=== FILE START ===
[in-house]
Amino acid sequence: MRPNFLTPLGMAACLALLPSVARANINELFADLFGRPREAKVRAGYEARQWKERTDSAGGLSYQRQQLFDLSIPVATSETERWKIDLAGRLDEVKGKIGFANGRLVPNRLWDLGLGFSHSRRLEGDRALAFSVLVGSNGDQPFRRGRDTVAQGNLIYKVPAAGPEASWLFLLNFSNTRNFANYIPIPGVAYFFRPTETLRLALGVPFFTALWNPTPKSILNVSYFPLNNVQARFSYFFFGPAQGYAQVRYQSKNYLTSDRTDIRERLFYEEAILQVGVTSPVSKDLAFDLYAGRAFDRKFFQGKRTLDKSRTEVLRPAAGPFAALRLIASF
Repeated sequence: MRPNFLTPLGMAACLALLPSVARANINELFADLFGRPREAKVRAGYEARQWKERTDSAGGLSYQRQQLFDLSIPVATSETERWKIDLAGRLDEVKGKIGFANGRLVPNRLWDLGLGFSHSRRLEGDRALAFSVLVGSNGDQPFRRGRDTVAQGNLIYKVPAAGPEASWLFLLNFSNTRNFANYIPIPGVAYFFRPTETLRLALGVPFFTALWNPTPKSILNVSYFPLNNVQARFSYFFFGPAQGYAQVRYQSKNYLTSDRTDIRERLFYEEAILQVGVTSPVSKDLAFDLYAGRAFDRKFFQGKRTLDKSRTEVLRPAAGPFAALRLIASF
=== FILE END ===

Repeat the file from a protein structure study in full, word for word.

[in-house]
Amino acid sequence: MRPNFLTPLGMAACLALLPSVARANINELFADLFGRPREAKVRAGYEARQWKERTDSAGGLSYQRQQLFDLSIPVATSETERWKIDLAGRLDEVKGKIGFANGRLVPNRLWDLGLGFSHSRRLEGDRALAFSVLVGSNGDQPFRRGRDTVAQGNLIYKVPAAGPEASWLFLLNFSNTRNFANYIPIPGVAYFFRPTETLRLALGVPFFTALWNPTPKSILNVSYFPLNNVQARFSYFFFGPAQGYAQVRYQSKNYLTSDRTDIRERLFYEEAILQVGVTSPVSKDLAFDLYAGRAFDRKFFQGKRTLDKSRTEVLRPAAGPFAALRLIASF
Repeated sequence: MRPNFLTPLGMAACLALLPSVARANINELFADLFGRPREAKVRAGYEARQWKERTDSAGGLSYQRQQLFDLSIPVATSETERWKIDLAGRLDEVKGKIGFANGRLVPNRLWDLGLGFSHSRRLEGDRALAFSVLVGSNGDQPFRRGRDTVAQGNLIYKVPAAGPEASWLFLLNFSNTRNFANYIPIPGVAYFFRPTETLRLALGVPFFTALWNPTPKSILNVSYFPLNNVQARFSYFFFGPAQGYAQVRYQSKNYLTSDRTDIRERLFYEEAILQVGVTSPVSKDLAFDLYAGRAFDRKFFQGKRTLDKSRTEVLRPAAGPFAALRLIASF